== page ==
By Ray Furlong
BBC News, Germany
With just over three weeks left before the German election, the battle has begun in earnest, and politicians have been taking the campaign to some unusual places.
Germans will finally head for the polls on 18 September
It is the pride of the German navy, its only boat in Berlin. The tiny launch bobbed calmly on the waters of the River Spree as the sun sank behind the Reichstag.
This is where my election campaign began, with a background briefing from a leading conservative MP.
On board there was smoked salmon with black bread, washed down with small bottles of beer or glasses of Riesling.
As the boat pootled its way through the German capital, I was treated - along with a small group of local journalists - to our host's views on the future of security policy or the Iran question.
But it was post-election speculation that was the most interesting.
The conservatives were so confident of victory that they were already jockeying for position for the best jobs after polling day.
At the time the view was widely shared that the elections were something of a formality.
Foreign Minister Joshka Fischer has been spotted on the mudflats
The conservatives would simply cruise to victory on a wave of public desire for change.
The beginning of the campaign seemed to reflect this. There were no major rallies, and the nation was really gearing up for the summer holidays.
But as things have heated up, the politicians' response has been to take the election to the beach.
Joschka Fischer, the foreign minister, has been seen splashing barefoot over mudflats on the North Sea with his young Iranian girlfriend in tow.
Guido Westerwelle, the Liberal leader, was photographed playing volleyball in his sunglasses.
I took the tough assignment of a day at the seaside early in the campaign.
The PDS, the successor to the East German Communist Party, was touring the Baltic coast.
At a resort on the island of Rugen around 100 pensioners listened as top candidates gave voice to 15 years of frustration.
For many in the former east, life has been hard since German reunification in 1990, and this is the PDS's traditional selling point.
Some tourists accosted a PDS activist and told her to stop all the whining
But as the small crowd applauded with gusto, a few metres away life carried on as normal.
Children were making sand castles. Parents were erecting screens against the blustery Baltic wind, and dogs were leaping in the spray.
There was also some heckling. Some tourists from the west of Germany accosted a PDS activist and told her to stop all the whining.
"We've been subsidising the east for 15 years," they said. "We've paid for everything here."
"That's not true," she responded. "I pay my taxes too."
This little altercation encapsulated what has since become a key issue in the campaign. The continuing east-west divide.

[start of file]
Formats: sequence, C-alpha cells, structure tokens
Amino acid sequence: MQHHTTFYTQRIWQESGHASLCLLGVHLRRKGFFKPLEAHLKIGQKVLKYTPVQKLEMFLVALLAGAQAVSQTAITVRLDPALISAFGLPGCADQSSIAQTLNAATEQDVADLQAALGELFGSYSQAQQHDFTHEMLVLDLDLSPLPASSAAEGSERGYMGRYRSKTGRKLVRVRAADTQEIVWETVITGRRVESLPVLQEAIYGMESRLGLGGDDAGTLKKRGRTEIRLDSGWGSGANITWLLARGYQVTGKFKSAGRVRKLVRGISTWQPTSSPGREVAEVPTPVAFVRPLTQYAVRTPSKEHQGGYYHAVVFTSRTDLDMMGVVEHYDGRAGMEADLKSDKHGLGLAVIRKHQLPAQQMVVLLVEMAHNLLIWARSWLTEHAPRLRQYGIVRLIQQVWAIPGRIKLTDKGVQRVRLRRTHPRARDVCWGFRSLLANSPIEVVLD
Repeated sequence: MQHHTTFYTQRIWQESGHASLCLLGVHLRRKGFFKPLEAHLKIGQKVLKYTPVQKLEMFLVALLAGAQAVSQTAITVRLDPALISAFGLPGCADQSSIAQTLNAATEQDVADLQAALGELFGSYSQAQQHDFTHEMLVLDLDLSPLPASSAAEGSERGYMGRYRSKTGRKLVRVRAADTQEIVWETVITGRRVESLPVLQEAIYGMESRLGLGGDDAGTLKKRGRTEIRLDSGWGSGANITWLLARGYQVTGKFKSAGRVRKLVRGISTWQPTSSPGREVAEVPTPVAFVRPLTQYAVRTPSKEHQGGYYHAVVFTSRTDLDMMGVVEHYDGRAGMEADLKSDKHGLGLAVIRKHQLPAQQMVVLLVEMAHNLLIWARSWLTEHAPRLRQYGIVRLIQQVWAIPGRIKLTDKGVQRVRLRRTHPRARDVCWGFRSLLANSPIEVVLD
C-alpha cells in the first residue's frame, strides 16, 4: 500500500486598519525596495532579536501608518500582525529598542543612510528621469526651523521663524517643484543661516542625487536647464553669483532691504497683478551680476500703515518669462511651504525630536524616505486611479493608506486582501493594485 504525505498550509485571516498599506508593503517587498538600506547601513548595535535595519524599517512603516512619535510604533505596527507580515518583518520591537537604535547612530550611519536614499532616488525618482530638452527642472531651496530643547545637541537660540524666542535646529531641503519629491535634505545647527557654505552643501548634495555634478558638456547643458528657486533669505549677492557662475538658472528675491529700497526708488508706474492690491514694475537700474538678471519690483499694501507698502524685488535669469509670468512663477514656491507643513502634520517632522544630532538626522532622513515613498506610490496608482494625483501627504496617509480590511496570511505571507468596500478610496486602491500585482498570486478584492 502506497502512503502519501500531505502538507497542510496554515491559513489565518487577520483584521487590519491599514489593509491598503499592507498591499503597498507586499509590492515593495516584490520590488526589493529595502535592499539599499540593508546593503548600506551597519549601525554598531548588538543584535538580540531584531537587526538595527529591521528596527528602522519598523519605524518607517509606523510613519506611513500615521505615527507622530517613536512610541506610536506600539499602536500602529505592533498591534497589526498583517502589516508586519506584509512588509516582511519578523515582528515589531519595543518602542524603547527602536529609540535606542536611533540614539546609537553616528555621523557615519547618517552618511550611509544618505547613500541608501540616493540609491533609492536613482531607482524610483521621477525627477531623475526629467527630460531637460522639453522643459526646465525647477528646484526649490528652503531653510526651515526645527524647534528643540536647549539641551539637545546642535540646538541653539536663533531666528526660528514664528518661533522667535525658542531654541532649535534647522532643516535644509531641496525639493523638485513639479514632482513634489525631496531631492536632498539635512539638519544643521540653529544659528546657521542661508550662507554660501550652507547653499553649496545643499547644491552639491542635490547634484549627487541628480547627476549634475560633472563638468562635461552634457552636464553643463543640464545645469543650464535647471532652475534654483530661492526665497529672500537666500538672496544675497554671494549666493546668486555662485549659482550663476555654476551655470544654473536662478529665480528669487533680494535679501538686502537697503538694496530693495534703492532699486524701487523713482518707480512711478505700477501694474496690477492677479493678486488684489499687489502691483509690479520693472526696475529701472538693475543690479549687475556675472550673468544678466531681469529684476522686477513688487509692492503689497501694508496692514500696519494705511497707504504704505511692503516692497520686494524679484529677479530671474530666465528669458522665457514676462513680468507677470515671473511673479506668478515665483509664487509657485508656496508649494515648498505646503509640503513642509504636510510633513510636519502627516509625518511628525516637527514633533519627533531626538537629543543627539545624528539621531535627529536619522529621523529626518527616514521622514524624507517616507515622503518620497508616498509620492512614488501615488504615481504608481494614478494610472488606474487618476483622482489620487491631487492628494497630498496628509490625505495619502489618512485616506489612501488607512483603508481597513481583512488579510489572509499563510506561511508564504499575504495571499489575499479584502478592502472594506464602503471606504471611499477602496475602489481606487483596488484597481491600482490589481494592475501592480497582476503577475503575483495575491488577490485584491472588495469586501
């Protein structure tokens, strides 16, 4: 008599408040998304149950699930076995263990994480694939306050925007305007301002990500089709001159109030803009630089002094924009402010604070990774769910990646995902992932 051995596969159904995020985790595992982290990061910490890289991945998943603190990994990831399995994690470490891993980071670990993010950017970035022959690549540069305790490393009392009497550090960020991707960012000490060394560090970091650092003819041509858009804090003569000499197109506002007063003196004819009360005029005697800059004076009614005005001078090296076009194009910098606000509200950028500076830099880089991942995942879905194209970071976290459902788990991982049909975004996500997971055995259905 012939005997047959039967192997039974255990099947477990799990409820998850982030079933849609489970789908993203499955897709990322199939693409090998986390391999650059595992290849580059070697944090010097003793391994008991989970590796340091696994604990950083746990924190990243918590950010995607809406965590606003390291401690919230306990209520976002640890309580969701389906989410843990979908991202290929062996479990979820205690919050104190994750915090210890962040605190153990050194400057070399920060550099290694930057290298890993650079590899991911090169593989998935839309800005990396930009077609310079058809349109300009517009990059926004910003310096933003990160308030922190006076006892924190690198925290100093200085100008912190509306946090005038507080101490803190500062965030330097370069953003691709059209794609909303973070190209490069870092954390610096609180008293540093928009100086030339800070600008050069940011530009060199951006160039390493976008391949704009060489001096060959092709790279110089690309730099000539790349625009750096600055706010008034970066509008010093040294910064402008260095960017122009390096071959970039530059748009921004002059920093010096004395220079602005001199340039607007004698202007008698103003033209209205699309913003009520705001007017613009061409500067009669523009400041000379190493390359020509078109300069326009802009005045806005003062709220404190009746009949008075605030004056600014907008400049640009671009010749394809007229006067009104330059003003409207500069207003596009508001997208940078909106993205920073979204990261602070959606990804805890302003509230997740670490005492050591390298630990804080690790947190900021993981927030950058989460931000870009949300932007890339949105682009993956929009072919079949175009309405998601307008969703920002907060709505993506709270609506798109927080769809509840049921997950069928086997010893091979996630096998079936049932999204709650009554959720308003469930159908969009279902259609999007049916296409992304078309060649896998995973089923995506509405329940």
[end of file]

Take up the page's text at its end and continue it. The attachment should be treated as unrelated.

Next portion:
The PDS has struck up an electoral alliance with disaffected former social democrats in the west, led by an old face in German politics Oskar Lafontaine, once Chancellor Schroeder's finance minister.
The new grouping has shaken up the cosy electoral arithmetic from the start of the campaign with a surging support that has rattled the conservatives' confidence of easy victory.
Oskar Lafontaine has made a dramatic political comeback
Their initial response was clumsy in the extreme.
Edmund Stoiber, the conservative leader in Bavaria, said east German voters were stupid cows who were ready to vote for their former butchers.
If only, he lamented, everyone were as clever as the Bavarians.
The comments, and others like them, have been widely condemned and seen as hugely damaging for the conservatives, especially in the east.
There was a feeling that the conservative campaign was adrift, and there was criticism of the leadership of the candidate for chancellor, Angela Merkel.
Mrs Merkel appears to have emerged from the crisis unscathed
But her handling of the situation has provided an intriguing insight into what kind of a chancellor she might make.
The comments were not helpful, she said, and then returned to her main theme, the government's poor record on the economy.
Her predicted collapse in the opinion polls has not, at least not yet, taken place. The new left alliance has lost votes.
And Edmund Stoiber has been left looking rather embarrassed.
A friend of mine remarked that this showed Mrs Merkel's political education.
Her mentor, Helmut Kohl, was the master of what he called "sitting-out" political crises and scandals.
In other words, doing nothing and waiting for them to go away.
His critics say it was also his approach to Germany's economic problems, which only got worse as a result.
On this score at least, Mrs Merkel has promised to be different and this week she also took her message to the beach.
To the tune of the Rolling Stones' 70s hit Angie, she told a couple of thousand holiday makers that she would reform the economy and create more jobs.
We will see what effect it has on polling day, but meanwhile the key decision in Germany this week was announced by eight men and women in strange scarlet-coloured hats and cloaks.
The judges in Germany's Supreme Court ruled the election can go ahead, rejecting a legal challenge from two backbench MPs who said constitutional procedures had not been properly followed.
So battle will now begin in earnest.
Next week, four of the major parties will hold set-piece pre-election conventions, followed by the TV debate between Angela Merkel and Chancellor Gerhard Schroeder.
Stage-managed, mass-media events will steal the attention from the much more pleasant bucket-and-spade politics of the last three weeks.
From Our Own Correspondent was broadcast on 25 August, 2005, at 1100 BST on BBC Radio 4. Please check the programme schedules for World Service transmission times.